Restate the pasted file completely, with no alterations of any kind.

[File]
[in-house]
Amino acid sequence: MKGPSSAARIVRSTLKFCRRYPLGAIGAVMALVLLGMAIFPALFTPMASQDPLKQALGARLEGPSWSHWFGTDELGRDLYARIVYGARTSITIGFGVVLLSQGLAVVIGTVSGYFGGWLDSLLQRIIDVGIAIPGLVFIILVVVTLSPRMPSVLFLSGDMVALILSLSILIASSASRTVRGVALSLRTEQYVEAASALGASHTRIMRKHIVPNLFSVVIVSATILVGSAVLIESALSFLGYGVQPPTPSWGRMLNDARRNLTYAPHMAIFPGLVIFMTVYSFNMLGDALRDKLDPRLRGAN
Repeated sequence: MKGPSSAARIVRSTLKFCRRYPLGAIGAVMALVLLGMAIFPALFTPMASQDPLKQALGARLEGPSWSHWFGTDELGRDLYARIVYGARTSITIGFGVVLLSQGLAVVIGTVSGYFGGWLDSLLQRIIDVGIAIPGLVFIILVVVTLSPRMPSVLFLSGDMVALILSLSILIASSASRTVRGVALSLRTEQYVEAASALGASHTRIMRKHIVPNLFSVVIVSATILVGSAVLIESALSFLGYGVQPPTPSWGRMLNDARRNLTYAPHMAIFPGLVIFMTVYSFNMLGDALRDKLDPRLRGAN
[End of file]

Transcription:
[in-house]
Amino acid sequence: MKGPSSAARIVRSTLKFCRRYPLGAIGAVMALVLLGMAIFPALFTPMASQDPLKQALGARLEGPSWSHWFGTDELGRDLYARIVYGARTSITIGFGVVLLSQGLAVVIGTVSGYFGGWLDSLLQRIIDVGIAIPGLVFIILVVVTLSPRMPSVLFLSGDMVALILSLSILIASSASRTVRGVALSLRTEQYVEAASALGASHTRIMRKHIVPNLFSVVIVSATILVGSAVLIESALSFLGYGVQPPTPSWGRMLNDARRNLTYAPHMAIFPGLVIFMTVYSFNMLGDALRDKLDPRLRGAN
Repeated sequence: MKGPSSAARIVRSTLKFCRRYPLGAIGAVMALVLLGMAIFPALFTPMASQDPLKQALGARLEGPSWSHWFGTDELGRDLYARIVYGARTSITIGFGVVLLSQGLAVVIGTVSGYFGGWLDSLLQRIIDVGIAIPGLVFIILVVVTLSPRMPSVLFLSGDMVALILSLSILIASSASRTVRGVALSLRTEQYVEAASALGASHTRIMRKHIVPNLFSVVIVSATILVGSAVLIESALSFLGYGVQPPTPSWGRMLNDARRNLTYAPHMAIFPGLVIFMTVYSFNMLGDALRDKLDPRLRGAN